Lisa Creer wrote:
The USRP sales brochure lists as a feature “Capable of processing
signals up to 16 MHz wide”. I can only figure out how it can process
signals up to 8 MHz wide. What am I missing?
Since samples sent across the USB are 16-bit signed integers (16-bit I
and 16-bit Q for complex samples) that makes each complex sample size 4
bytes. Since the USB max is 32MB/s, we have a limit of 8MS/s which
translates to an effective bandwidth of 8MHz wide.
Your analysis is correct, for the default operation of the USRP. The
ADCs create 12-bit samples @ 64 Msps, and are represented as 16-bit
samples with the upper four bits zeroed. Two independent ADCs
coherently sample the down-converted I and Q signals from the
daughterboard at this rate and resolution.
The FPGA decimates and low pass filters these I and Q streams by a
minimum factor of 8, resulting in a maximum of 8 Msps on each
(alternatively described as 8 Msps complex). This represents at most 8
MHz of passband (the Nyquist rate for complex sampling = complex sample
It is possible to retain only the upper eight bits of each sample and
pack these into two bytes such that the USB can carry 16 Msps complex;
this gives you more passband bandwidth at the expense of dynamic range.
In practice, the FPGA filter roll-off (it’s a CIC decimator) is
significant in the outer 25% or so of the passband, so depending on how
much attenuation your application can withstand, you might only get 6
MHz or so of usable bandwidth out of it (or 12 MHz using 8-bit samples.)
I noticed that there is another method besides usrp.source_c() to
retrieve data from the USRP, it is usrp.source_s(). Is this returning
an even smaller sample that would somehow get us to the 16 MHz wide
bandwidth? What exactly is this method returning?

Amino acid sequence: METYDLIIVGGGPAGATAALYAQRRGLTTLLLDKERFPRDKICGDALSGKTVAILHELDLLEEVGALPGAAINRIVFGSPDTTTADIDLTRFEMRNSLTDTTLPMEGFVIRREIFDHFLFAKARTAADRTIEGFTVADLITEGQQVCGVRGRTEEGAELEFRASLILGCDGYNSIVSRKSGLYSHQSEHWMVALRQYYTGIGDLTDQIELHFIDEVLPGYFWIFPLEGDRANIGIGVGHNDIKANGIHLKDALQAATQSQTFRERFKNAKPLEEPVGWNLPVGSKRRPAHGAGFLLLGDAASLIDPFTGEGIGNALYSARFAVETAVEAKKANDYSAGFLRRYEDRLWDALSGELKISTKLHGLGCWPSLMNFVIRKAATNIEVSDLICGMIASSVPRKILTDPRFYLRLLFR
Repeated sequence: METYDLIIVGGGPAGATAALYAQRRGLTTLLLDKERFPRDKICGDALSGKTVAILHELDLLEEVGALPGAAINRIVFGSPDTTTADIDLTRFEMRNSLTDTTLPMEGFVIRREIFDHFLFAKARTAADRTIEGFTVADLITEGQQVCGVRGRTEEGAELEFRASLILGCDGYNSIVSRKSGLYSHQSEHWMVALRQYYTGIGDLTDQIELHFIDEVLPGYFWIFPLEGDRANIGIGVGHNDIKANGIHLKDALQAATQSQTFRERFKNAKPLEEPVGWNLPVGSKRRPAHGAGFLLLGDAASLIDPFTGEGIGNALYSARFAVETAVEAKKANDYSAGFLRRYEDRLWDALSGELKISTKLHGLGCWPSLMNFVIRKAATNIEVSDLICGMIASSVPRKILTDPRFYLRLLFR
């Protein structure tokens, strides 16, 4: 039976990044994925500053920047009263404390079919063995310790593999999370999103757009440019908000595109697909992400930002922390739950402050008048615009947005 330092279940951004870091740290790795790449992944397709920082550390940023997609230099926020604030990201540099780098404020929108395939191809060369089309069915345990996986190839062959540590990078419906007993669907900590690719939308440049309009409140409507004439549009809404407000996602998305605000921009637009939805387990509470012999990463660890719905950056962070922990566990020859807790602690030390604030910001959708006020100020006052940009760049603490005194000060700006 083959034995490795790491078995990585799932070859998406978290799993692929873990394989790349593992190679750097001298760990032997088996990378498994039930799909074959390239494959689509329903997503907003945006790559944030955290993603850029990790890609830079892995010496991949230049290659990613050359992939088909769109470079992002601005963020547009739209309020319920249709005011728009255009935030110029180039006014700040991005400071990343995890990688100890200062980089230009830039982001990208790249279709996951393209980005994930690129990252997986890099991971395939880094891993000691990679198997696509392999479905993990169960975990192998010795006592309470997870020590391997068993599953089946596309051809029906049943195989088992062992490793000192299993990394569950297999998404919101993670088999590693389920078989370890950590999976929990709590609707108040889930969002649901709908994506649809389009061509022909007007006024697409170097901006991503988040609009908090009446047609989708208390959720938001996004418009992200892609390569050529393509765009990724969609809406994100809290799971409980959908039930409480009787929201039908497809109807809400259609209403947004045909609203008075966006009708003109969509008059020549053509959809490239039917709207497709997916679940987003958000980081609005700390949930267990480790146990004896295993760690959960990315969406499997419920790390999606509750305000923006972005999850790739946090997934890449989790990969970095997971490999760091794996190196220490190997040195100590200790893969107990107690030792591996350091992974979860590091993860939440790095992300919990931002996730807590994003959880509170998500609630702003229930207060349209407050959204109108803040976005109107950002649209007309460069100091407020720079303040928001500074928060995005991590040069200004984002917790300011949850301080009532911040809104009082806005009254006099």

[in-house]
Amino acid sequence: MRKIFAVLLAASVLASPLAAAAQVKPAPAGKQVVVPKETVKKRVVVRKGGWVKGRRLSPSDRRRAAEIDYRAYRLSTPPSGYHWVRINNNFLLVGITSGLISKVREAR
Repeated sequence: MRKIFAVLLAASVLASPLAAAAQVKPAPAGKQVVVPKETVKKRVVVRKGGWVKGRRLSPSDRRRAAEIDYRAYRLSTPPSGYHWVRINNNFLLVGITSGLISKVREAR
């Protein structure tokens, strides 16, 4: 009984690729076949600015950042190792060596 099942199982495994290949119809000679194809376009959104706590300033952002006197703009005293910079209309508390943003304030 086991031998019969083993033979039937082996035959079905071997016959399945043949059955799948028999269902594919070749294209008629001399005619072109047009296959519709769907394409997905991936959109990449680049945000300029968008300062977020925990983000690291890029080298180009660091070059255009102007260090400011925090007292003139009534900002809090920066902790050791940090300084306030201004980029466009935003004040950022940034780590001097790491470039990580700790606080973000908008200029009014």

The data over the USB is always in integer format, normally signed
16-bits each for I and Q. The usrp.source_c() source block converts
this to a stream of single precision complex floating point samples.
Most of GNU Radio signal processing blocks are designed to work with
floating point and many use highly optimized inner loops that take
advantage of SSE or 3DNow floating point hardware on Intel or AMD
processors. So this is the natural domain of DSP processing with GNU
The usrp.source_s() data source provides access to the raw data stream
from the USRP (interleaved I and Q), but there aren’t many interesting
DSP blocks in GNU Radio that can work with this format. You may, of
course, write your own.
Advanced applications of the USRP involve re-synthesizing the FPGA
firmware and performing DSP operations directly on the samples coming
from the ADCs before handing off the data to the USB. This
theoretically gives you access to the entire 64 MHz receive bandwidth;
however, there isn’t a great deal of space on the FPGA for custom code,
and the expertise/development time/debugging/pain involved is much
higher than just using GNU Radio on the host.
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